In order to increase the uniformity of drop size and the regularity of drop formation, any of a number of jet stimulation techniques may be used. One suchtechnique, as disclosed in U.S. Pat. No. 3,701,998, issued Oct. 31, 1972, to Mathis, is to provide mechanical stimulation to the orifice plate 28 at one end of the print head means 10, causing bending waves to travel the length of the orifice plate. These bending waves create pressure varicosities in the fluid filaments emerging from orifices 30, thus stimulating the formation of drops from the tips of the filaments.
Beneath orifice plate 28 is a charge electrode plate 32 which defines a plurality of openings which are aligned with orifices 30 and which are lined with conductive charge electrode rings 34. Electrical conductors, which may take the form of printed circuit conductors on the surface of charge electrode plate 32, are electrically connected to the charge electrode rings 34 and, provide a means for selectively applying charging signals to the charge electrode rings 34 to induce corresponding charging of drops to predetermined ones of a plurality of discrete charge levels.
A drop deflection means provides a plurality of static drop deflecting electrostatic fields with each of the drops in the jet drop streams 12 passing through an associated one of the fields. Each of the drop deflecting fields deflects charged drops passing therethrough in a direction which is inclined with respect to the row of jet drop streams 12 and with respect to the direction of movement of the print receiving medium. Since the drop deflecting electrostatic fields are static, each drop in the drop streams 12 is deflected by a distance which is directly related upon the charge carried by the drop.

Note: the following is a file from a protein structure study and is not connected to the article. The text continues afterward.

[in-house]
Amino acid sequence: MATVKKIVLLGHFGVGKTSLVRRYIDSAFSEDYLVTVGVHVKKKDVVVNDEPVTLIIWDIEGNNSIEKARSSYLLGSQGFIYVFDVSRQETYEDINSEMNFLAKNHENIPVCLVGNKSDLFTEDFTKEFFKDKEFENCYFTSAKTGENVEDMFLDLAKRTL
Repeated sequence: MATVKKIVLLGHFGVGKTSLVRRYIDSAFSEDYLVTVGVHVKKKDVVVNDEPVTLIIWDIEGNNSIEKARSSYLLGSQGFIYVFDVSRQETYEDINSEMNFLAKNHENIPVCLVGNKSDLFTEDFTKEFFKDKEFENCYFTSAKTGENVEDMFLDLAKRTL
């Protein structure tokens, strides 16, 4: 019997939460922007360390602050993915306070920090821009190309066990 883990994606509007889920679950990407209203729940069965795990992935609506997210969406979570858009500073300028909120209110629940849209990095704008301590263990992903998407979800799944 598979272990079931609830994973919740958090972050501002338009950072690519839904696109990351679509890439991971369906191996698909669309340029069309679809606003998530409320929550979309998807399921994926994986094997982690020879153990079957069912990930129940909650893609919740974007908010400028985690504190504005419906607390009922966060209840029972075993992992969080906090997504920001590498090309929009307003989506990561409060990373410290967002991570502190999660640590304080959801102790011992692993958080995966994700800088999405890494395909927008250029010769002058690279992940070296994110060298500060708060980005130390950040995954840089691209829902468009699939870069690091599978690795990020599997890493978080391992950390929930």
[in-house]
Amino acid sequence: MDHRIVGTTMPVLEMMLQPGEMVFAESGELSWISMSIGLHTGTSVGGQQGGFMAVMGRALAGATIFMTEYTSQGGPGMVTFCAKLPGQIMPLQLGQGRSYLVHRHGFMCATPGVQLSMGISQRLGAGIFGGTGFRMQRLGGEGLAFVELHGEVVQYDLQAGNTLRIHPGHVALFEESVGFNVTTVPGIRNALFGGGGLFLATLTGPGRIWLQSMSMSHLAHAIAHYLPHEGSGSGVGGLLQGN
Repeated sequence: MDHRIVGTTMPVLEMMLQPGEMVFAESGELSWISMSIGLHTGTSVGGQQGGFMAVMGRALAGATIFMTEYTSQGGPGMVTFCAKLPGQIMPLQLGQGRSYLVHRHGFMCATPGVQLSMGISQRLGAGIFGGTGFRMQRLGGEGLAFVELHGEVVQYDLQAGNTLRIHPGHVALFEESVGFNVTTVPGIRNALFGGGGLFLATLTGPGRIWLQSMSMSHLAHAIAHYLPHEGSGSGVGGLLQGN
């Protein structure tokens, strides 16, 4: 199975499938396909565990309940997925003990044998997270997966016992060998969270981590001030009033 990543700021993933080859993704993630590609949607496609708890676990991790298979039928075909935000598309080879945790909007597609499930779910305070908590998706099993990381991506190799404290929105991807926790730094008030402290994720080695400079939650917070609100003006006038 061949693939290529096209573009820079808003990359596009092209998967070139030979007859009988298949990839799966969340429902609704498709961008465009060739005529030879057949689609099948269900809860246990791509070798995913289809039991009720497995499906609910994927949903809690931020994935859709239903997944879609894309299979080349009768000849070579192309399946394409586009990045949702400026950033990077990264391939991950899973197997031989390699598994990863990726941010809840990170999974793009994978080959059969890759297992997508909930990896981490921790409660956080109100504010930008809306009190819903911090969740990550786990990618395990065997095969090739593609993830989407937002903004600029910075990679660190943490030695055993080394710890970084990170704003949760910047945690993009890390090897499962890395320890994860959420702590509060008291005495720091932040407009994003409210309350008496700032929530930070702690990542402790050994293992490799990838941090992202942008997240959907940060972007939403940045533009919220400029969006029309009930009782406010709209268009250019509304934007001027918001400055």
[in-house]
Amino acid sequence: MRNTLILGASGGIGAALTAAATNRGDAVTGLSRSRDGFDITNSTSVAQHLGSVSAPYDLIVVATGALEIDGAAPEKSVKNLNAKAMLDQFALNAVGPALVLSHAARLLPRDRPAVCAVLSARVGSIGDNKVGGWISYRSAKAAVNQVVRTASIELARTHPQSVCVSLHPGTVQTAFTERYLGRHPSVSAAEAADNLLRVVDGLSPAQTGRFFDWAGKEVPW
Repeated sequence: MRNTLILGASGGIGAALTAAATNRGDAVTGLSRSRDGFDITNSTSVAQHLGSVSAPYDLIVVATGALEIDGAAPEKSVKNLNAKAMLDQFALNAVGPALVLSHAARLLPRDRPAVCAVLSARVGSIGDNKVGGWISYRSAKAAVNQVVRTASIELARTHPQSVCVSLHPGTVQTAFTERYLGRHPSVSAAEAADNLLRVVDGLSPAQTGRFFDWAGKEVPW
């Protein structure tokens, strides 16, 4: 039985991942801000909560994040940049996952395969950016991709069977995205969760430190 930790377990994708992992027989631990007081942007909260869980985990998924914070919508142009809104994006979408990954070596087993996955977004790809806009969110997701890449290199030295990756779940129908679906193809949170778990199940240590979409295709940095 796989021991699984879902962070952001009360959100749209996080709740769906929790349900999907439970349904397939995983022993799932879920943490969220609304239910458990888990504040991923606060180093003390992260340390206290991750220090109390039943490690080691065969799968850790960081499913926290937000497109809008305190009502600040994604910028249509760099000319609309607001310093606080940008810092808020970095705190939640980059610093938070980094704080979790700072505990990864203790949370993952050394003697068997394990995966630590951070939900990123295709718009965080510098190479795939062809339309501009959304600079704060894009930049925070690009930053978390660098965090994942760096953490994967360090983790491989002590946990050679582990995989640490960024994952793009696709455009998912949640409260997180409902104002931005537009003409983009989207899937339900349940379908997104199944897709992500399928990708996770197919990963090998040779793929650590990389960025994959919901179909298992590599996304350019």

The drop deflection means, as seen more clearly in FIGS. 2-4, includes plates 36 having notches 38 defined therein which partially surround each of the jet drop streams 12. A plurality of pairs of lateral deflection electrode means 40 are positioned on opposite sides of respective jet drop streams 12 and provide first static electrical deflection fields extending substantially parallel to the row of jet drop streams 12. As seen in FIG. 4, conductors 42 which may be printed circuit conductors on the surface of plate 36, provide a means for connecting each pair of lateral deflection electrode means 40 to a DC electrical potential source, such that the desired deflection fields are generated across each of the pairs of electrode means 40.
The deflection means further includes a longitudinal deflection electrode means 44 upon which is impressed a substantial electrical deflection potential. Longitudinal deflection electrode means 44, in conjunction with grounded electrically conductive drop catcher means 46, provides a second static electrical deflection field in a direction substantially perpendicular to the row of jet drop streams 12.
As seen in FIG. 2, charged ones of drops 48 are deflected by the first static electrical deflection field created by lateral deflection electrode means 40 in a direction parallel to the row of jet drop streams. As seen in FIG. 3, charged ones of drops 48 are deflected thereafter by the second static electrical deflection field created by longitudinal deflection electrode means 44 and drop catcher means 46 in a direction substantially perpendicular to the row of jet drop streams. The net deflection of each charged drop, therefore, as it passes through the orthogonal electrostatic deflection fields is inclined with respect to the row of jet drop streams and with respect to the direction of movement of the print receiving medium 14. As seen in FIGS. 2 and 3, drops which are sufficiently deflected strike the catcher 46 and are thus prevented from striking the print receiving medium. Drops which strike the catcher 46 run down the catcher surface and are ingested into a partially evacuated cavity 49 within the catcher 46.